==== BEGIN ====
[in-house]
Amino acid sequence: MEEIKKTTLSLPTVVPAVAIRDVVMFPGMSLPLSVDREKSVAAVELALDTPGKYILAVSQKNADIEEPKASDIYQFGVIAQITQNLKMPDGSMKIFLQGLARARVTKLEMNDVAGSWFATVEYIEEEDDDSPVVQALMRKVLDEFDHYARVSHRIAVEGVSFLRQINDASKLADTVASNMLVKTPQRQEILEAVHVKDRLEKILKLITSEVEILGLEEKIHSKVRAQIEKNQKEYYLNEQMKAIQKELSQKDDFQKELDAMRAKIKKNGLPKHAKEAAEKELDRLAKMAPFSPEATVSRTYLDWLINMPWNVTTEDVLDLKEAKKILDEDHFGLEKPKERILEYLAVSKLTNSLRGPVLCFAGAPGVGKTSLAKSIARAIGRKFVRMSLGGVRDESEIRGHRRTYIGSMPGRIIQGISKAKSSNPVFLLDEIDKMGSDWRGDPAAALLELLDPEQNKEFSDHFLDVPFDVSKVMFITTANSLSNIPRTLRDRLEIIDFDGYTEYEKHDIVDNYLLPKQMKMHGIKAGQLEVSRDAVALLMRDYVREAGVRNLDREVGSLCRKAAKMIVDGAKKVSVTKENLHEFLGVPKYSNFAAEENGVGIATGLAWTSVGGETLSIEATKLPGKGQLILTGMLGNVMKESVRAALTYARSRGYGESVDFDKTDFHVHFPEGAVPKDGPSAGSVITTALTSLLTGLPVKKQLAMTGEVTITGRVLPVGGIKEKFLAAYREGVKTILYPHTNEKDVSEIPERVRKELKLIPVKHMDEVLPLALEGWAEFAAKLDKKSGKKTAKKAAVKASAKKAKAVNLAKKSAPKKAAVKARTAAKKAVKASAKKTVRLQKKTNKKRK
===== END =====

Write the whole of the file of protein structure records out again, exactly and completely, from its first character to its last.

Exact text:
[in-house]
Amino acid sequence: MEEIKKTTLSLPTVVPAVAIRDVVMFPGMSLPLSVDREKSVAAVELALDTPGKYILAVSQKNADIEEPKASDIYQFGVIAQITQNLKMPDGSMKIFLQGLARARVTKLEMNDVAGSWFATVEYIEEEDDDSPVVQALMRKVLDEFDHYARVSHRIAVEGVSFLRQINDASKLADTVASNMLVKTPQRQEILEAVHVKDRLEKILKLITSEVEILGLEEKIHSKVRAQIEKNQKEYYLNEQMKAIQKELSQKDDFQKELDAMRAKIKKNGLPKHAKEAAEKELDRLAKMAPFSPEATVSRTYLDWLINMPWNVTTEDVLDLKEAKKILDEDHFGLEKPKERILEYLAVSKLTNSLRGPVLCFAGAPGVGKTSLAKSIARAIGRKFVRMSLGGVRDESEIRGHRRTYIGSMPGRIIQGISKAKSSNPVFLLDEIDKMGSDWRGDPAAALLELLDPEQNKEFSDHFLDVPFDVSKVMFITTANSLSNIPRTLRDRLEIIDFDGYTEYEKHDIVDNYLLPKQMKMHGIKAGQLEVSRDAVALLMRDYVREAGVRNLDREVGSLCRKAAKMIVDGAKKVSVTKENLHEFLGVPKYSNFAAEENGVGIATGLAWTSVGGETLSIEATKLPGKGQLILTGMLGNVMKESVRAALTYARSRGYGESVDFDKTDFHVHFPEGAVPKDGPSAGSVITTALTSLLTGLPVKKQLAMTGEVTITGRVLPVGGIKEKFLAAYREGVKTILYPHTNEKDVSEIPERVRKELKLIPVKHMDEVLPLALEGWAEFAAKLDKKSGKKTAKKAAVKASAKKAKAVNLAKKSAPKKAAVKARTAAKKAVKASAKKTVRLQKKTNKKRK